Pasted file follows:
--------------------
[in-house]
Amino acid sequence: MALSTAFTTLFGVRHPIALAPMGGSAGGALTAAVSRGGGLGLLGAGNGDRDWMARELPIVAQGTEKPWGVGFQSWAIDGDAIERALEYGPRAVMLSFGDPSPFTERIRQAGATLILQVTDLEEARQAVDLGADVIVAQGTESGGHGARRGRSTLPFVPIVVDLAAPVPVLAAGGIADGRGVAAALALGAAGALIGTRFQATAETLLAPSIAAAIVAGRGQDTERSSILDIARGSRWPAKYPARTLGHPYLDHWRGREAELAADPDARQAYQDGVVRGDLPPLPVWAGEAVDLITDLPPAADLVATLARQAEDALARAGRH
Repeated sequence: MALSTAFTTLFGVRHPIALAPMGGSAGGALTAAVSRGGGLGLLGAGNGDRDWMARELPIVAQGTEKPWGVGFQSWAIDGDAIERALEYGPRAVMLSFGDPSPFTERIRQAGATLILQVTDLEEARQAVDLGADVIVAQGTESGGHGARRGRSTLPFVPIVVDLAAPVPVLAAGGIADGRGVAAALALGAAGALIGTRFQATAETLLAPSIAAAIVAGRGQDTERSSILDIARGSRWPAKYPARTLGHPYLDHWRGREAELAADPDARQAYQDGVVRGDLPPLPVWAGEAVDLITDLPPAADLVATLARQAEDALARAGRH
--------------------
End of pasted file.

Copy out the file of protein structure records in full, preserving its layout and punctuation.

[in-house]
Amino acid sequence: MALSTAFTTLFGVRHPIALAPMGGSAGGALTAAVSRGGGLGLLGAGNGDRDWMARELPIVAQGTEKPWGVGFQSWAIDGDAIERALEYGPRAVMLSFGDPSPFTERIRQAGATLILQVTDLEEARQAVDLGADVIVAQGTESGGHGARRGRSTLPFVPIVVDLAAPVPVLAAGGIADGRGVAAALALGAAGALIGTRFQATAETLLAPSIAAAIVAGRGQDTERSSILDIARGSRWPAKYPARTLGHPYLDHWRGREAELAADPDARQAYQDGVVRGDLPPLPVWAGEAVDLITDLPPAADLVATLARQAEDALARAGRH
Repeated sequence: MALSTAFTTLFGVRHPIALAPMGGSAGGALTAAVSRGGGLGLLGAGNGDRDWMARELPIVAQGTEKPWGVGFQSWAIDGDAIERALEYGPRAVMLSFGDPSPFTERIRQAGATLILQVTDLEEARQAVDLGADVIVAQGTESGGHGARRGRSTLPFVPIVVDLAAPVPVLAAGGIADGRGVAAALALGAAGALIGTRFQATAETLLAPSIAAAIVAGRGQDTERSSILDIARGSRWPAKYPARTLGHPYLDHWRGREAELAADPDARQAYQDGVVRGDLPPLPVWAGEAVDLITDLPPAADLVATLARQAEDALARAGRH